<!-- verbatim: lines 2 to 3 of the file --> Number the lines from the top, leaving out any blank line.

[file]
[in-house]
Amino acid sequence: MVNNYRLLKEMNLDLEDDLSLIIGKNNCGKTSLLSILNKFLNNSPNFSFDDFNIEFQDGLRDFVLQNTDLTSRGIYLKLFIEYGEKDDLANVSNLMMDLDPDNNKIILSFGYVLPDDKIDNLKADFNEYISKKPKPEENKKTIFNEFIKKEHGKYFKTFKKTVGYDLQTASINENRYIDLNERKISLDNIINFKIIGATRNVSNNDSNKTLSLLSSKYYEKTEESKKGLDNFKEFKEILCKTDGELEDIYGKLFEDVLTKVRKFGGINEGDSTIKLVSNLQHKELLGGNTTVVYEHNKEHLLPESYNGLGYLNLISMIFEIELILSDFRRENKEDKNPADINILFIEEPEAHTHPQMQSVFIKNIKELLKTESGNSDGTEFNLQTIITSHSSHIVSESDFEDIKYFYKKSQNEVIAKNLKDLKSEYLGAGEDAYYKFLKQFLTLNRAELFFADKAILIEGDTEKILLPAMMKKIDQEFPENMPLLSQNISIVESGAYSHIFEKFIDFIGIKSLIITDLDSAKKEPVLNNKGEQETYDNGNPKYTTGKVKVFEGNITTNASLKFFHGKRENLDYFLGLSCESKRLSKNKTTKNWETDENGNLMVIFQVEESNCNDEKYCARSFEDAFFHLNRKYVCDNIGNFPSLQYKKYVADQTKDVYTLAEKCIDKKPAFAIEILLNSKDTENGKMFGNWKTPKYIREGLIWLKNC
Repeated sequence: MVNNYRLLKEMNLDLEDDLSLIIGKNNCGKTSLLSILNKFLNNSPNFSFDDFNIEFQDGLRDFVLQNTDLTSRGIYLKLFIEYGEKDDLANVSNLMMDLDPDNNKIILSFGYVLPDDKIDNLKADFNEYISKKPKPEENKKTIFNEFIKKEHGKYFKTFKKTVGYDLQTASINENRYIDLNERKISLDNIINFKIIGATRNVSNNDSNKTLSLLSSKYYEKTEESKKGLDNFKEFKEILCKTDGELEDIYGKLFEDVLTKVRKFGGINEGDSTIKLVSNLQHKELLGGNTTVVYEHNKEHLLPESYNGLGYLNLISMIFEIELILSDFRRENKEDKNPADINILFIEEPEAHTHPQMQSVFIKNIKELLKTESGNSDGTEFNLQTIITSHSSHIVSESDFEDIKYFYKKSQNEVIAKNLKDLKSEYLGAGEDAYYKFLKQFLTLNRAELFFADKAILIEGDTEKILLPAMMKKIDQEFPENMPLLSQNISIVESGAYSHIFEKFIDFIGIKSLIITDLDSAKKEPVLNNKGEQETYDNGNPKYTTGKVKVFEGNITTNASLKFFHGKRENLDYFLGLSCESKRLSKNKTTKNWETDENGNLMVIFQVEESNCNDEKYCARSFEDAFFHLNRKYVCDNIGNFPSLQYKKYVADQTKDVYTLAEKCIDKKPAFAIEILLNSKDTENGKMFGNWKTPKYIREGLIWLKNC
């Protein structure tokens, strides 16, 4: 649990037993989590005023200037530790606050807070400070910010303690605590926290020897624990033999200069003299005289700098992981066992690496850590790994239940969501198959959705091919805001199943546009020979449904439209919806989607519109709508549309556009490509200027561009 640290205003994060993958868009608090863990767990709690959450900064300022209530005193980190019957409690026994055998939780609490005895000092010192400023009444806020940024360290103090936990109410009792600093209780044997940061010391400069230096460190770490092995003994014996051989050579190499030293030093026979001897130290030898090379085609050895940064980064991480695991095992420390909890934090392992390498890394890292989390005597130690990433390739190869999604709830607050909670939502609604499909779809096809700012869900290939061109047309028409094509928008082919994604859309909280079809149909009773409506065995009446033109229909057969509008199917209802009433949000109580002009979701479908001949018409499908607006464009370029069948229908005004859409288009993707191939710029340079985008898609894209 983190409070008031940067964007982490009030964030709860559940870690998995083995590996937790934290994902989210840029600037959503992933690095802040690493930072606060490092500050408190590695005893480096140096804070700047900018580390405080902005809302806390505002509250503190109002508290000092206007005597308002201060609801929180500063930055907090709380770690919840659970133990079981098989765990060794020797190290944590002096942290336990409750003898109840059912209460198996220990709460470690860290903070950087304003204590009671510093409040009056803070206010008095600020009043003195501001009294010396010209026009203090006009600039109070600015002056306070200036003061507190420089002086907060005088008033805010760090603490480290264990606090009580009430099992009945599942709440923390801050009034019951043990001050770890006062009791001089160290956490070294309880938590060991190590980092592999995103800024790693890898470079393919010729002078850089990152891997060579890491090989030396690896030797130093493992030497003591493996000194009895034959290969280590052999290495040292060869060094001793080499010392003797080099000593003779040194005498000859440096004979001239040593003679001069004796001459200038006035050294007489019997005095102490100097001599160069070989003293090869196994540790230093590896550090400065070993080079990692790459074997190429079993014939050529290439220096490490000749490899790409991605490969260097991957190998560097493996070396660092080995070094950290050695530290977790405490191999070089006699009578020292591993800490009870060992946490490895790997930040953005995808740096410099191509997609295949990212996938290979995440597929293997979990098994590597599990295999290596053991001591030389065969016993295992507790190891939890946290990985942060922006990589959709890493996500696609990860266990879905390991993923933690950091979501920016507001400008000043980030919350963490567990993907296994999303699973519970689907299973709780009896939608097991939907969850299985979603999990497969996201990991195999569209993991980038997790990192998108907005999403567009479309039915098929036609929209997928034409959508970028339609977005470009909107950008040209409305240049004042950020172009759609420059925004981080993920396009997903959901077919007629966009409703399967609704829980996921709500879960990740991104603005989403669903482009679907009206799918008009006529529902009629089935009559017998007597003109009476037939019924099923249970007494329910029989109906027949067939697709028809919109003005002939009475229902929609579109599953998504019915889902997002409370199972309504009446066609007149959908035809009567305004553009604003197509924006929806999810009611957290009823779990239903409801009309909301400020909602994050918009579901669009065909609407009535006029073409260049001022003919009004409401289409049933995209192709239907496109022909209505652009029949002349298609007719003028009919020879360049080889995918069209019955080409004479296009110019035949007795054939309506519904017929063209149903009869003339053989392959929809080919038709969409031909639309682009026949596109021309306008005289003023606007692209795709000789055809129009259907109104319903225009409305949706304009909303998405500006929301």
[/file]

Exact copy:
Amino acid sequence: MVNNYRLLKEMNLDLEDDLSLIIGKNNCGKTSLLSILNKFLNNSPNFSFDDFNIEFQDGLRDFVLQNTDLTSRGIYLKLFIEYGEKDDLANVSNLMMDLDPDNNKIILSFGYVLPDDKIDNLKADFNEYISKKPKPEENKKTIFNEFIKKEHGKYFKTFKKTVGYDLQTASINENRYIDLNERKISLDNIINFKIIGATRNVSNNDSNKTLSLLSSKYYEKTEESKKGLDNFKEFKEILCKTDGELEDIYGKLFEDVLTKVRKFGGINEGDSTIKLVSNLQHKELLGGNTTVVYEHNKEHLLPESYNGLGYLNLISMIFEIELILSDFRRENKEDKNPADINILFIEEPEAHTHPQMQSVFIKNIKELLKTESGNSDGTEFNLQTIITSHSSHIVSESDFEDIKYFYKKSQNEVIAKNLKDLKSEYLGAGEDAYYKFLKQFLTLNRAELFFADKAILIEGDTEKILLPAMMKKIDQEFPENMPLLSQNISIVESGAYSHIFEKFIDFIGIKSLIITDLDSAKKEPVLNNKGEQETYDNGNPKYTTGKVKVFEGNITTNASLKFFHGKRENLDYFLGLSCESKRLSKNKTTKNWETDENGNLMVIFQVEESNCNDEKYCARSFEDAFFHLNRKYVCDNIGNFPSLQYKKYVADQTKDVYTLAEKCIDKKPAFAIEILLNSKDTENGKMFGNWKTPKYIREGLIWLKNC
Repeated sequence: MVNNYRLLKEMNLDLEDDLSLIIGKNNCGKTSLLSILNKFLNNSPNFSFDDFNIEFQDGLRDFVLQNTDLTSRGIYLKLFIEYGEKDDLANVSNLMMDLDPDNNKIILSFGYVLPDDKIDNLKADFNEYISKKPKPEENKKTIFNEFIKKEHGKYFKTFKKTVGYDLQTASINENRYIDLNERKISLDNIINFKIIGATRNVSNNDSNKTLSLLSSKYYEKTEESKKGLDNFKEFKEILCKTDGELEDIYGKLFEDVLTKVRKFGGINEGDSTIKLVSNLQHKELLGGNTTVVYEHNKEHLLPESYNGLGYLNLISMIFEIELILSDFRRENKEDKNPADINILFIEEPEAHTHPQMQSVFIKNIKELLKTESGNSDGTEFNLQTIITSHSSHIVSESDFEDIKYFYKKSQNEVIAKNLKDLKSEYLGAGEDAYYKFLKQFLTLNRAELFFADKAILIEGDTEKILLPAMMKKIDQEFPENMPLLSQNISIVESGAYSHIFEKFIDFIGIKSLIITDLDSAKKEPVLNNKGEQETYDNGNPKYTTGKVKVFEGNITTNASLKFFHGKRENLDYFLGLSCESKRLSKNKTTKNWETDENGNLMVIFQVEESNCNDEKYCARSFEDAFFHLNRKYVCDNIGNFPSLQYKKYVADQTKDVYTLAEKCIDKKPAFAIEILLNSKDTENGKMFGNWKTPKYIREGLIWLKNC